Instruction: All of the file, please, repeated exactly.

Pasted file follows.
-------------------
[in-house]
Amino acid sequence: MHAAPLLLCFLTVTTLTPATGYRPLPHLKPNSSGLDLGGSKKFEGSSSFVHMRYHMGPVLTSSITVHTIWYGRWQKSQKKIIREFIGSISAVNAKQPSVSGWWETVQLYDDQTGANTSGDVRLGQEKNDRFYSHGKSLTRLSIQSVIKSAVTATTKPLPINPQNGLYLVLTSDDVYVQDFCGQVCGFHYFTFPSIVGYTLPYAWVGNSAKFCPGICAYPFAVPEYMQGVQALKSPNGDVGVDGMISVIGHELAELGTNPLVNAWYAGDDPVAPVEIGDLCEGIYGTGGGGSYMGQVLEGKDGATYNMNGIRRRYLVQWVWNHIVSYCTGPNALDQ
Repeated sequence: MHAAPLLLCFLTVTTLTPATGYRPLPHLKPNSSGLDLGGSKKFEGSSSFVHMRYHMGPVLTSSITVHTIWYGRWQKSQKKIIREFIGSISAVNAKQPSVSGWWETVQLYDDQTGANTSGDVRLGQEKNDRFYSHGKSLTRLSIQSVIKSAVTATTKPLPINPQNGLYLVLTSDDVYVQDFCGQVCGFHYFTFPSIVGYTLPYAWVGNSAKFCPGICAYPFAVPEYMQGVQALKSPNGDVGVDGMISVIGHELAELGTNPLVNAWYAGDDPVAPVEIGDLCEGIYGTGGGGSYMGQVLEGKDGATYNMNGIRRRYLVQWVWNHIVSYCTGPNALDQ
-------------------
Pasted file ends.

[in-house]
Amino acid sequence: MHAAPLLLCFLTVTTLTPATGYRPLPHLKPNSSGLDLGGSKKFEGSSSFVHMRYHMGPVLTSSITVHTIWYGRWQKSQKKIIREFIGSISAVNAKQPSVSGWWETVQLYDDQTGANTSGDVRLGQEKNDRFYSHGKSLTRLSIQSVIKSAVTATTKPLPINPQNGLYLVLTSDDVYVQDFCGQVCGFHYFTFPSIVGYTLPYAWVGNSAKFCPGICAYPFAVPEYMQGVQALKSPNGDVGVDGMISVIGHELAELGTNPLVNAWYAGDDPVAPVEIGDLCEGIYGTGGGGSYMGQVLEGKDGATYNMNGIRRRYLVQWVWNHIVSYCTGPNALDQ
Repeated sequence: MHAAPLLLCFLTVTTLTPATGYRPLPHLKPNSSGLDLGGSKKFEGSSSFVHMRYHMGPVLTSSITVHTIWYGRWQKSQKKIIREFIGSISAVNAKQPSVSGWWETVQLYDDQTGANTSGDVRLGQEKNDRFYSHGKSLTRLSIQSVIKSAVTATTKPLPINPQNGLYLVLTSDDVYVQDFCGQVCGFHYFTFPSIVGYTLPYAWVGNSAKFCPGICAYPFAVPEYMQGVQALKSPNGDVGVDGMISVIGHELAELGTNPLVNAWYAGDDPVAPVEIGDLCEGIYGTGGGGSYMGQVLEGKDGATYNMNGIRRRYLVQWVWNHIVSYCTGPNALDQ